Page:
Google’s executive chairman Eric Schmidt will head to North Korea in the next month, according to the Associated Press. The trip, a private excursion, will be led by former New Mexico governor Bill Richardson.
Internet access is not common in the country. Apart from an intranet, the ability to fully go online is heavily restricted. Given that North Korea is a state noted for repression, political backwardness and forced worship of dead leaders, it’s hardly a surprising fact that the Internet isn’t a common tool within its borders.
Schmidt has been a vocal proponent of spreading Internet access. In June of 2012, he stated plainly that “the World Wide Web has yet to live up to its name.” At that same event, he went on to state that Google was born “with its goal of making information accessible to the masses.” Given that Schmidt wishes to extend Internet access, and help bring information to common folk, his visit to North Korea has more to it than an overtone of extreme tourism.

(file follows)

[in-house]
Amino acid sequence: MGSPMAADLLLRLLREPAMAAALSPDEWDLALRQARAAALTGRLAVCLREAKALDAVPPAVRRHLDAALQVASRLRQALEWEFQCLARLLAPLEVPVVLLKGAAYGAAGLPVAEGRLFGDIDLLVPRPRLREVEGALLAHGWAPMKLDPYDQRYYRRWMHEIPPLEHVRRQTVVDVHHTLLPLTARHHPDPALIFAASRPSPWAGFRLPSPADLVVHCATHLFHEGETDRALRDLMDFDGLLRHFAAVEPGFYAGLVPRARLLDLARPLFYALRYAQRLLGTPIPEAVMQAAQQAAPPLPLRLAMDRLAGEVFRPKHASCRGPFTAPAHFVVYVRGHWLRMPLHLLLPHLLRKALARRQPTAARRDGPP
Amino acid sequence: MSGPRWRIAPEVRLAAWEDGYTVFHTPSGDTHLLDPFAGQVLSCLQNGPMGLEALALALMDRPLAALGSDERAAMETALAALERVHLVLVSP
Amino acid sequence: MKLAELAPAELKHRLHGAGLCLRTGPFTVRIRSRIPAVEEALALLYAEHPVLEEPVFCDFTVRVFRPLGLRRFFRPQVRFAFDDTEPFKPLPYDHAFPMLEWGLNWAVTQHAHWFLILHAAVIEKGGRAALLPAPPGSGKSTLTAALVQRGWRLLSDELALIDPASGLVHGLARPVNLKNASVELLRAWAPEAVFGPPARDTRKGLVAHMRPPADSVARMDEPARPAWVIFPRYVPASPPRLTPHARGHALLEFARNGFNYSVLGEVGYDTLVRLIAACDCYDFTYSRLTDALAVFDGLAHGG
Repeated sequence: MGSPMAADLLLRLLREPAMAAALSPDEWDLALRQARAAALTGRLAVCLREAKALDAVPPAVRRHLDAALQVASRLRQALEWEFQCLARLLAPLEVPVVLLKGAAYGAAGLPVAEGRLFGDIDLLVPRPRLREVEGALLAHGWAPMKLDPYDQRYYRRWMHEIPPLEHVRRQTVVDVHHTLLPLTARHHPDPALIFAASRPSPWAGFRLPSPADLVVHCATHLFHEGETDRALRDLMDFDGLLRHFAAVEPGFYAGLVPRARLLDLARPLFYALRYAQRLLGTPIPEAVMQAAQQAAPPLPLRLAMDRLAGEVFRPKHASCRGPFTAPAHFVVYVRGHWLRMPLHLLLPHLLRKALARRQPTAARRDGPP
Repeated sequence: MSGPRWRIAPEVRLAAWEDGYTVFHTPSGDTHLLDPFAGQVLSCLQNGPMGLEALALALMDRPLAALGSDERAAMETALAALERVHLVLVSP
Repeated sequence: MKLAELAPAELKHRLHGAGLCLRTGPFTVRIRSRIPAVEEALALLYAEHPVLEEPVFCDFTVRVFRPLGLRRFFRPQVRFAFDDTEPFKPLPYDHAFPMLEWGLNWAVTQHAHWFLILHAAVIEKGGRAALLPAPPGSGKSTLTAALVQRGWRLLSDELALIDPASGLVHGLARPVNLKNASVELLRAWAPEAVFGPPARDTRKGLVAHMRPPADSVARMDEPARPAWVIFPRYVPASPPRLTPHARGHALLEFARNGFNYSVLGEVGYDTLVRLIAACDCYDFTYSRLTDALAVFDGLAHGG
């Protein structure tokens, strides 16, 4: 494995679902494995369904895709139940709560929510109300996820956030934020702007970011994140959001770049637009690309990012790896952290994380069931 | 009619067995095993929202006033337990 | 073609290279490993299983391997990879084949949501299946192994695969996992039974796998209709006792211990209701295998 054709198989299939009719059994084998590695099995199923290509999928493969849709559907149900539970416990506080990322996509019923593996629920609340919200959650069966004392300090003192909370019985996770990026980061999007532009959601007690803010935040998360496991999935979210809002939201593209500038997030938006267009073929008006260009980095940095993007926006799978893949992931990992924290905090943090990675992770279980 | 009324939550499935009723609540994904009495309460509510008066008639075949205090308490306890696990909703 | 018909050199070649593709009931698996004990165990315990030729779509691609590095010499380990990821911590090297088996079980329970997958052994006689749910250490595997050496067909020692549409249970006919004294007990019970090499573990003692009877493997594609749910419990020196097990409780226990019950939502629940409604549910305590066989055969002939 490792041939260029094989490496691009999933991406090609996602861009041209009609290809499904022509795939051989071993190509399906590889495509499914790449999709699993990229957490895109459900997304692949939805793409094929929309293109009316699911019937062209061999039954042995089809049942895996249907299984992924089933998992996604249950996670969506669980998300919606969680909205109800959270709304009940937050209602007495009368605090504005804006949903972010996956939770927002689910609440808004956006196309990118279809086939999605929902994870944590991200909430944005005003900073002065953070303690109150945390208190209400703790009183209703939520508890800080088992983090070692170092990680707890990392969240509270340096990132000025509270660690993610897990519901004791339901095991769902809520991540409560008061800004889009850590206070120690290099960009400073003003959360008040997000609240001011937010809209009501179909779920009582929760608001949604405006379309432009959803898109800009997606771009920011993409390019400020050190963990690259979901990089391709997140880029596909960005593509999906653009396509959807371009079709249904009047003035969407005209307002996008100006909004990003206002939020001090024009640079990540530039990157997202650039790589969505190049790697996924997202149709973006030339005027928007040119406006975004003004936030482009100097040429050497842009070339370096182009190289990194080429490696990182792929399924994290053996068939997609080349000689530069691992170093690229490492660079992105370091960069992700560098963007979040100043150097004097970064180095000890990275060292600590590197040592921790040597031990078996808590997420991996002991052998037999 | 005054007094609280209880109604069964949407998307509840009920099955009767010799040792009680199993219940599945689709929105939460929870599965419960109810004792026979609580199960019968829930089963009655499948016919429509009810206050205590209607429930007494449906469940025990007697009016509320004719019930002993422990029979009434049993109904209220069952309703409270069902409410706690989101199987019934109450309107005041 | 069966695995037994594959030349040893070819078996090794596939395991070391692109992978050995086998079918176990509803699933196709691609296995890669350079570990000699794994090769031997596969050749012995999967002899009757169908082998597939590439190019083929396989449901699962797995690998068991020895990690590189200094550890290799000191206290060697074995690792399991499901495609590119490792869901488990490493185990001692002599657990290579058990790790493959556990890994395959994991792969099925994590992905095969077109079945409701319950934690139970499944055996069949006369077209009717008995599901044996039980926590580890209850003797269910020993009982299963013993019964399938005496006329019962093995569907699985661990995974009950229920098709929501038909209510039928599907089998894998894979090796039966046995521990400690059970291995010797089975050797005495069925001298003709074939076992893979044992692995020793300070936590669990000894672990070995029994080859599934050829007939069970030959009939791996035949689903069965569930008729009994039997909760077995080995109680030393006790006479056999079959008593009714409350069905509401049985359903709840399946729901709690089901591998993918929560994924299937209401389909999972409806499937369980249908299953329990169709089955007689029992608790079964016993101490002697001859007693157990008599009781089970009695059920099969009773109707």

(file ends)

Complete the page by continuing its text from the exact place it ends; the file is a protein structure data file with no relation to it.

In its report, the Associated Press noted that Kim Jong Un has proposed an industrial revolution of sorts for his country that he inherited by birth, calling for “science and technology as a path to economic development for the impoverished country, aiming for computers in every school and digitized machinery in every factory.” It’s in a way sad to see North Korea fighting to reach a level of technological sophistication that the developed world surpassed in the past millenium, but at the same time such modernization could lead to improved economic conditions inside the country, and thus perhaps less starvation.
Google itself has a history of knocking gloves with entrenched regimes in nation states intent on suppressing information. The company sparred with China over censoring its search results. Google now redirects Chinese traffic to its Hong Kong website.
It appears doubtful that Schmidt has any official Google business to execute in the country, as his trip has been labeled as private. Still, what he sees in the country could color his views, perhaps sparking a sharper Google response to future attempts at censorship.
Top Image Credit: Shinsuke Ikegame